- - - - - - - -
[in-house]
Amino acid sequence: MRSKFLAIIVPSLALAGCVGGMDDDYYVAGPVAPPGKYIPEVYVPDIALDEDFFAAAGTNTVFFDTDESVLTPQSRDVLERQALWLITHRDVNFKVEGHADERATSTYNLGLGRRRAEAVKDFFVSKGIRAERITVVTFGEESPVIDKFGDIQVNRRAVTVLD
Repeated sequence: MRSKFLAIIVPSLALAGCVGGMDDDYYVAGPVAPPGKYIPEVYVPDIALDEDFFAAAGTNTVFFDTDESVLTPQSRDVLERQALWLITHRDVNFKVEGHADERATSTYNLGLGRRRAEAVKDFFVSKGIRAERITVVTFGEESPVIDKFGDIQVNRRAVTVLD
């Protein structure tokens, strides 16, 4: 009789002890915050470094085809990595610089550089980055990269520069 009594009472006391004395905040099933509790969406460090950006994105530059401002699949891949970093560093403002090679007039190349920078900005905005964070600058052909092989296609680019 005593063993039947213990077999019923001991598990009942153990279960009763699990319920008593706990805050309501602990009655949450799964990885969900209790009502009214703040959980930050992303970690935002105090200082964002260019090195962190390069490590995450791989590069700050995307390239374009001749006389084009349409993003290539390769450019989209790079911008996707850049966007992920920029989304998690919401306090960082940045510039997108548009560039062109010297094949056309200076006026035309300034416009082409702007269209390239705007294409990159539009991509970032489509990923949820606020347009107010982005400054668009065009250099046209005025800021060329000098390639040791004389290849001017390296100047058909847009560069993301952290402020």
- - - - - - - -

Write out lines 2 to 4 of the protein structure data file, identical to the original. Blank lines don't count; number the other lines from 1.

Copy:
Amino acid sequence: MRSKFLAIIVPSLALAGCVGGMDDDYYVAGPVAPPGKYIPEVYVPDIALDEDFFAAAGTNTVFFDTDESVLTPQSRDVLERQALWLITHRDVNFKVEGHADERATSTYNLGLGRRRAEAVKDFFVSKGIRAERITVVTFGEESPVIDKFGDIQVNRRAVTVLD
Repeated sequence: MRSKFLAIIVPSLALAGCVGGMDDDYYVAGPVAPPGKYIPEVYVPDIALDEDFFAAAGTNTVFFDTDESVLTPQSRDVLERQALWLITHRDVNFKVEGHADERATSTYNLGLGRRRAEAVKDFFVSKGIRAERITVVTFGEESPVIDKFGDIQVNRRAVTVLD
């Protein structure tokens, strides 16, 4: 009789002890915050470094085809990595610089550089980055990269520069 009594009472006391004395905040099933509790969406460090950006994105530059401002699949891949970093560093403002090679007039190349920078900005905005964070600058052909092989296609680019 005593063993039947213990077999019923001991598990009942153990279960009763699990319920008593706990805050309501602990009655949450799964990885969900209790009502009214703040959980930050992303970690935002105090200082964002260019090195962190390069490590995450791989590069700050995307390239374009001749006389084009349409993003290539390769450019989209790079911008996707850049966007992920920029989304998690919401306090960082940045510039997108548009560039062109010297094949056309200076006026035309300034416009082409702007269209390239705007294409990159539009991509970032489509990923949820606020347009107010982005400054668009065009250099046209005025800021060329000098390639040791004389290849001017390296100047058909847009560069993301952290402020």